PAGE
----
The Beach Boy

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Filed under culture -> myths-and-legends | Wed, 02 Dec 2009 | viewed (1949x)

 



Not all Vietnamese myths are about war and divorce and politics, however. In fact, many of the most beautiful Vietnamese myths are about love. A favorite among Vietnamese must no doubt be the story of the Beach Boy, a story set in the reign of Hung Vuon g III during the third millennium B.C. To him was born a princess by the name of Tien Dung ("Immortal Features").

When she reached eighteen she was very beautiful but she did not care to marry anyone, she only wanted to have fun and wander around the world. The king did not want to contradict her in any way. Each year, around the second or third lunar month, she wo uld have boats rigged up so that she could roam over the seas, forgetting even to come home.

At that time, in the village of Chu Xa near the river estuary there lived a person named Chu Vi Van who had a son called simply the Chu Boy. The father was a kind man and the son a filial person, but their home caught fire and they had nothing left excep t a loin-cloth that father and son had to take turns wearing when they went out. As he fell ill and was about to die, the father told the son: "I am going to die, you should bury me naked and keep the loincloth for yourself." The son, however, did not h ave the heart to obey, he used the loincloth to wrap the father's corpse.

After that, he had nothing to wear, and was constantly ravaged by hunger and cold. He would stay on the river bank and whenever he spotted a merchant boat going by, he would stand deep in the water to beg for food, or he would fish to find food for himse lf.

Little did he expect one day that Tien Dung's boat would come his way all of a sudden, in the midst of gongs and drums and beautiful music and with a huge attendance. The boy was terrified. on the sand bar there was a band of sedge and reed, hardly enoug h to hide him, but the Beach Boy still had to hide there. While there, he scraped up some sand to make a hole and used the sand to cover himself.

Soon after, Tien Dung's boat anchored right by and she came down to take a stroll on the sand. She then ordered her attendants to curtain off an area amidst the sedge and reed for her to take a bath. She stepped inside, took off her dress and started po uring water on her body. The sand went away with the water, revealing the Beach Boy. Tien Dung was totally taken aback for a while before she realized that he was a boy so she said: "I never had a mind to have a husband. Now I met you here with both of us naked in the same spot: this must be the doing of Heaven. Stand up, then, and wash yourself. I will give you clothing to wear, then let us go down into my boat to celebrate." Everyone in the boat agreed that this was an unprecedented miracle meetin g. The Beach Boy demurred: "How dare I?" But Tien Dung brushed away his protests and forced him to become her husband. The Beach Boy again refused, Tien Dung said: "This is an union decreed by Heaven, why do you refuse it?"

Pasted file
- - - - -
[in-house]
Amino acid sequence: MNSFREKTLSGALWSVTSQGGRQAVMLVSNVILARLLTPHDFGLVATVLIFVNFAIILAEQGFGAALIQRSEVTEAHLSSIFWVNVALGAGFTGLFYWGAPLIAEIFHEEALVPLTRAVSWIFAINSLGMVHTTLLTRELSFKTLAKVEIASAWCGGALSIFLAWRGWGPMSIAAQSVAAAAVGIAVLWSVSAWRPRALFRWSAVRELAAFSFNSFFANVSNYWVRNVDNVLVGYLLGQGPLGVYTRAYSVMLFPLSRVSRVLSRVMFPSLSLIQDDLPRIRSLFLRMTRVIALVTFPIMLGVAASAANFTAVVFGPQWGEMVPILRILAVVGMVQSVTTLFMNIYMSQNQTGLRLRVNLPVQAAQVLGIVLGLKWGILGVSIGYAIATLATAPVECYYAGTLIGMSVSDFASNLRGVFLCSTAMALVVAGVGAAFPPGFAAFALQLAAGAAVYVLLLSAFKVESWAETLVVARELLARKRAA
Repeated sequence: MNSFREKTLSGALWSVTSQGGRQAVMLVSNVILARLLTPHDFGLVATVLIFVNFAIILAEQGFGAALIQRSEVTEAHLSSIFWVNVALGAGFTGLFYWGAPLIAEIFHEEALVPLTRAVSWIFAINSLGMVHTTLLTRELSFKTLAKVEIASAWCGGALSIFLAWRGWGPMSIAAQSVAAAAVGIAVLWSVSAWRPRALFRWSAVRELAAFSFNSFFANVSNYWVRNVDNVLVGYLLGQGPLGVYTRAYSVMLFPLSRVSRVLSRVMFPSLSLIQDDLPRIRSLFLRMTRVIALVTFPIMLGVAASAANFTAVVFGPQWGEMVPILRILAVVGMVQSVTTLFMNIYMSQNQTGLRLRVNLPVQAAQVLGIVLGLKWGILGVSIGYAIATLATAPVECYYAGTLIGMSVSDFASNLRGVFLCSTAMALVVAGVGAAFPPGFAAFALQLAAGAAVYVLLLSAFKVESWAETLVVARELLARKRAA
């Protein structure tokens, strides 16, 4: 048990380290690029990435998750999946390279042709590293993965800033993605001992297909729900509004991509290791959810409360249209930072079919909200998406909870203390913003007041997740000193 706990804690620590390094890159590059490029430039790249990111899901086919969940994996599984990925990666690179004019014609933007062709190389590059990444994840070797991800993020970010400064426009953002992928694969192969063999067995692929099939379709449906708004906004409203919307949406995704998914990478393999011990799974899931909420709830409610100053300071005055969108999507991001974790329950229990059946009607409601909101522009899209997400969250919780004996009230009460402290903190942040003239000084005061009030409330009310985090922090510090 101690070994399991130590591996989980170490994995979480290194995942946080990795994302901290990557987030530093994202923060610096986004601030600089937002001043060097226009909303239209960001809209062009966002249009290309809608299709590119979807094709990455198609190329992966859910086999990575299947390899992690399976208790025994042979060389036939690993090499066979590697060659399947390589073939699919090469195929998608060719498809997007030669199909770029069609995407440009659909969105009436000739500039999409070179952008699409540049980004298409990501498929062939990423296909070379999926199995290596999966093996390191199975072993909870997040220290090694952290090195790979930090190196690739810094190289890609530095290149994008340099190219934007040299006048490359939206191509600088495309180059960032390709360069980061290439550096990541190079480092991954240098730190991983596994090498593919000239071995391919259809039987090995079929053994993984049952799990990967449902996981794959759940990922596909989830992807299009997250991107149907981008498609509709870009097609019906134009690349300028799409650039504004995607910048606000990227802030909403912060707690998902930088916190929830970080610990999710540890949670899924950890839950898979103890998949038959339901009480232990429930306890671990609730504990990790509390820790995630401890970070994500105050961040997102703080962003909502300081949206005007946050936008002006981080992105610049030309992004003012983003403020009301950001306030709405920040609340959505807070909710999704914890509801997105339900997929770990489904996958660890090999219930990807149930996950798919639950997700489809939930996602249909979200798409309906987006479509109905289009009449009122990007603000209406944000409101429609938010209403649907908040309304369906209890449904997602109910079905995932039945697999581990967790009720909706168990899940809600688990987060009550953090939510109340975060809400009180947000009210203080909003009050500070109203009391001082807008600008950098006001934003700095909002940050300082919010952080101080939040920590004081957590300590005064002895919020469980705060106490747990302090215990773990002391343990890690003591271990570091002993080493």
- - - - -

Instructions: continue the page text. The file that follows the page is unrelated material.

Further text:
This conversation was at once reported to the king by the attendants. The king said: "Tien Dung does not care about her name and chastity, she does not care about her inheriting my wealth, she goes on wandering away from home and lowers herself to take a poor man for husband. How will she have the courage to face me?" When this was reported to her, Tien Dung got frightened and did not dare go home. She stayed on the spot to establish a river market and a small town with her husband to trade with other people. Gradually this became a large market-city.

"Rich merchants from abroad came to trade in great numbers, and they worshipped Tien Dung and her husband as their leaders," the story continues, relating Tien Dung and her husbands eventual conversion to Buddhism, which brought them miraculous powers. T he King, Tien Dung's father, seeing them become powerful, thought that Tien Dung was planning a rebellion. He sent troops against her, but Tien Dung only smiled: "Life and death are matters in the hands of Heaven. How dare I fight against my father? I only beg to follow the right path. Let the knives and swords kill as they will." However, night descended as she spoke and the attack by the king's army was delayed till the next day. "In the middle of the night, a great wind arose and created a sand s torm, uprooting even the trees, causing total confusion in the king's army. Tien Dung and her followers, together with their fortress, in no time flew up into the sky while the earth where they stood sank down to form a large pond. Later on, the people set up an altar to worship Tien Dung all year round, and they called the pond the 'Overnight Pond.'"

In some respects, this story sounds more like a legend than a myth since it is historically dated (in the reign of Hung Vuong III) and happens in historical times. Actually these historical references are merely the result of Chinese influence in the rec ording of the myth (Chinese naturally gave dates or pseudohistorical dates to myths to give them more credibility. The historical references contradict each other; Hung Vuong III is traditionally thought to have lived in the third millennium B.C., some 2 ,000 years before the birth of the historical Buddha, which would make it impossible for Tien Dung to convert to Buddhism. Putting aside the reference to Buddhism, what one is left with is a beautiful myth dealing with the traditional Vietnamese belief i n Heaven, whose power must transcend even the power of the King on Earth. Like the story of An Tiem, the story of Tien Dung and the Beach Boy is the story of an unshakable faith in a providential god named Heaven: "Troi sinh voi, Troi sinh co," says a Vi etnamese proverb. "Heaven creates the elephants, He creates also the grass" that serves as fodder for the elephants.

source: vietspring.org

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